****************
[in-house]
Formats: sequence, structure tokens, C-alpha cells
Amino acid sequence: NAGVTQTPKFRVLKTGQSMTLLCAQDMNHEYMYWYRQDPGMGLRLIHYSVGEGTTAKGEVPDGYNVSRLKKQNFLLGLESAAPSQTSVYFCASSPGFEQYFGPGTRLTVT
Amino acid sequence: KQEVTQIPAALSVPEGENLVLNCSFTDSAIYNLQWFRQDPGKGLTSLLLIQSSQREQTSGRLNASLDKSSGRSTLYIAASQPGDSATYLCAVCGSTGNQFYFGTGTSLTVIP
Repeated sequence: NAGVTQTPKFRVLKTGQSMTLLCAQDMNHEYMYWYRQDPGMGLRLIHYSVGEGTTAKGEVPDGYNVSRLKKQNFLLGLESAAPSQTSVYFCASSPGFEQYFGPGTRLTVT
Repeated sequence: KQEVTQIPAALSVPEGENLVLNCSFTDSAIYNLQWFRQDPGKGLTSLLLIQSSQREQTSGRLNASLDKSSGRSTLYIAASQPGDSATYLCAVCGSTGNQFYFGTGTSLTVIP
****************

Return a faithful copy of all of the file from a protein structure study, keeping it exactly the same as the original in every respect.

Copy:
[in-house]
Formats: sequence, structure tokens, C-alpha cells
Amino acid sequence: NAGVTQTPKFRVLKTGQSMTLLCAQDMNHEYMYWYRQDPGMGLRLIHYSVGEGTTAKGEVPDGYNVSRLKKQNFLLGLESAAPSQTSVYFCASSPGFEQYFGPGTRLTVT
Amino acid sequence: KQEVTQIPAALSVPEGENLVLNCSFTDSAIYNLQWFRQDPGKGLTSLLLIQSSQREQTSGRLNASLDKSSGRSTLYIAASQPGDSATYLCAVCGSTGNQFYFGTGTSLTVIP
Repeated sequence: NAGVTQTPKFRVLKTGQSMTLLCAQDMNHEYMYWYRQDPGMGLRLIHYSVGEGTTAKGEVPDGYNVSRLKKQNFLLGLESAAPSQTSVYFCASSPGFEQYFGPGTRLTVT
Repeated sequence: KQEVTQIPAALSVPEGENLVLNCSFTDSAIYNLQWFRQDPGKGLTSLLLIQSSQREQTSGRLNASLDKSSGRSTLYIAASQPGDSATYLCAVCGSTGNQFYFGTGTSLTVIP